The show gave rise to the popular term “catfish,” which Merriam-Webster defines as the act of deceiving someone by creating a false personal profile online. Though it may be the most common, catfishing is merely one form of online impersonation. While many people may find it entertaining, catfishing and other methods of online impersonation can come with serious consequences.
Last week, President Biden announced several new executive actions on firearms, including: calling for an updated report on firearms trafficking; nominating a new director for the Bureau of Alcohol, Tobacco, Firearms and Explosives; and ordering the Department of Justice to draft new regulations that will treat handguns equipped with pistol braces as short-barreled rifles under the National Firearms Act, along with publishing a model “red flag” law for states to use as a guide. Jeff Welty and Shea Denning have previously written about red flag laws here and here.
One order in particular seems to be getting a lot of attention: instructing the DOJ to issue a proposed rule within 30 days to address “ghost guns.” I’ve gotten a few questions recently from law enforcement officers and prosecutors about ghost guns and the applicable law, so this post provides a summary of three topics: (i) what are ghost guns; (ii) why are they coming up as an issue now; and (iii) what do our existing state and federal laws say about them?
About a year since the COVID-19 pandemic began, an increasing number of businesses have transitioned to touchless and contactless payments, with the use of cash taking a backseat to debit and credit cards. Not coincidentally, with increased use of financial cards comes increased financial card theft. Continue reading →
Last week, the SOG offered a criminal law update featuring various members of the criminal law faculty. If you missed it and are interested viewing the recording, the webinar should be posted here within a few weeks. This post will be familiar to those who attended, as I covered the topic there. Consider watching the program—it is free to view for educational purposes, and a modest cost if you need the CLE credit. For those that prefer their criminal law updates from the blog, read on! Continue reading →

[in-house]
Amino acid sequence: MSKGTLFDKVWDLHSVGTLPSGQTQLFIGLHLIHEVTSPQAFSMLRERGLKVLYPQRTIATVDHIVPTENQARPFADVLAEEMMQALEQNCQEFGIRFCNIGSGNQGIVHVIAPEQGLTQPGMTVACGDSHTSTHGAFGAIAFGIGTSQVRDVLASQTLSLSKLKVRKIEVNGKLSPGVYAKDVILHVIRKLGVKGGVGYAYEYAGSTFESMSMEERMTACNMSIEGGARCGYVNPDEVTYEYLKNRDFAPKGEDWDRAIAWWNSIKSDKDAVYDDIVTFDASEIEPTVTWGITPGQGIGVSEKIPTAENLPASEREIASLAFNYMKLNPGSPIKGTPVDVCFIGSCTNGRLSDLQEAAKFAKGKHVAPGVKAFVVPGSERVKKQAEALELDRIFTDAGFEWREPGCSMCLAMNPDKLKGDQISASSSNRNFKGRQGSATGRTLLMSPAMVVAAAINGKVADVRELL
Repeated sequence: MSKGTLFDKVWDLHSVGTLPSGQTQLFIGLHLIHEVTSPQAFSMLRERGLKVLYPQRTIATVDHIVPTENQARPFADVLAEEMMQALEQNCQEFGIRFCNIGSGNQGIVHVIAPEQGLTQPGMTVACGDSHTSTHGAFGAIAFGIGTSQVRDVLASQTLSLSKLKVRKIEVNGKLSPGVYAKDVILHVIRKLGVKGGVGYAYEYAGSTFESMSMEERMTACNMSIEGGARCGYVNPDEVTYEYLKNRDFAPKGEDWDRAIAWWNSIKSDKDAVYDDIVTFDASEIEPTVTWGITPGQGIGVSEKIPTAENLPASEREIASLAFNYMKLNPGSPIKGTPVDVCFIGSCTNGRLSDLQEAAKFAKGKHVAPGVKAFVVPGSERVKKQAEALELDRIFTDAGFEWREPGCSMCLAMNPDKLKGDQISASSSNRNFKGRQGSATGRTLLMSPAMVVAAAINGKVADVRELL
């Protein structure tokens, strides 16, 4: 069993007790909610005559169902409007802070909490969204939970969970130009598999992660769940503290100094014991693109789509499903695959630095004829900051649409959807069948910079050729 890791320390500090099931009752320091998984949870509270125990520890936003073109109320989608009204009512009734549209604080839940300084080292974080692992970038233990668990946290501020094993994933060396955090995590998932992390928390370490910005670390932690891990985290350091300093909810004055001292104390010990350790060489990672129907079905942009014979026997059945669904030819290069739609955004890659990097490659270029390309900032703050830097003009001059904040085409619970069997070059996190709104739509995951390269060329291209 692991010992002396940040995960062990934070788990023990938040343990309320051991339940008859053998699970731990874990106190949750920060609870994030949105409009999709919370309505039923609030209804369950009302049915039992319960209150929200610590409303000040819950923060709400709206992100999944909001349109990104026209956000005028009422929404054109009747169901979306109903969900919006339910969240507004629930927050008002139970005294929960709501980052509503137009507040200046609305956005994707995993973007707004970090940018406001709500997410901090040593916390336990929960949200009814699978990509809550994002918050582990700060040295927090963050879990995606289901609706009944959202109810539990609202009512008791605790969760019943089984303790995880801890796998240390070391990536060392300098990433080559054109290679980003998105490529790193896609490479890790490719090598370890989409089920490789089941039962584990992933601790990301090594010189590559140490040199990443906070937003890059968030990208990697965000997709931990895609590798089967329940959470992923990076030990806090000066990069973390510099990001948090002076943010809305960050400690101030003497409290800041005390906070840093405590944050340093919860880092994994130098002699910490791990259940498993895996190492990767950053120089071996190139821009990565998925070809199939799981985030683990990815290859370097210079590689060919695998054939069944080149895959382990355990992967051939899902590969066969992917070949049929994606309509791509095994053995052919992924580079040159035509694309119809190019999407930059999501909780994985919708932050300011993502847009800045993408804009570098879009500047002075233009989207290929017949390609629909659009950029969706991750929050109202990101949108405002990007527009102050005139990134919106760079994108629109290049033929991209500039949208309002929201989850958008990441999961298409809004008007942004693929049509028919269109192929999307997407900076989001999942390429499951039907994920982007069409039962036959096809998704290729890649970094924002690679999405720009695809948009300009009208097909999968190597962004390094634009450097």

I was recently updating a list of review questions for a course on larceny offenses when I came across a version of this scenario: a woman tells her friend that she left one of her items behind in the store and asks the friend to go retrieve it for her, but in fact the woman never purchased it. If the friend goes back and gets it, what’s the crime and who gets charged?
The question usually prompts a good discussion about conventional charging options like conspiracy, acting in concert, aiding and abetting, or being an accessory. Phil Dixon wrote this helpful post summarizing the most common theories of principal liability and their pleading requirements, but none of those are a perfect fit for these facts. The woman wasn’t present at the scene and didn’t personally take the item, and the friend was unaware of what was happening so there was no common purpose or criminal intent on her part.
I think the best answer is the rarely mentioned “other” theory of principal liability we have in North Carolina: Acting Indirectly, also known as the Innocent Agent doctrine.
In North Carolina, victims of domestic violence are protected by both civil and criminal laws. Our state’s Domestic Violence Protective Order (DVPO) laws are in Chapter 50B of the General Statutes. A person seeking relief under Chapter 50B may file a civil action in district court alleging acts of domestic violence and seeking entry of a protective order. If the court enters a DVPO, a violation can have criminal consequences. This post reviews the criminal offenses involving violations of DVPOs.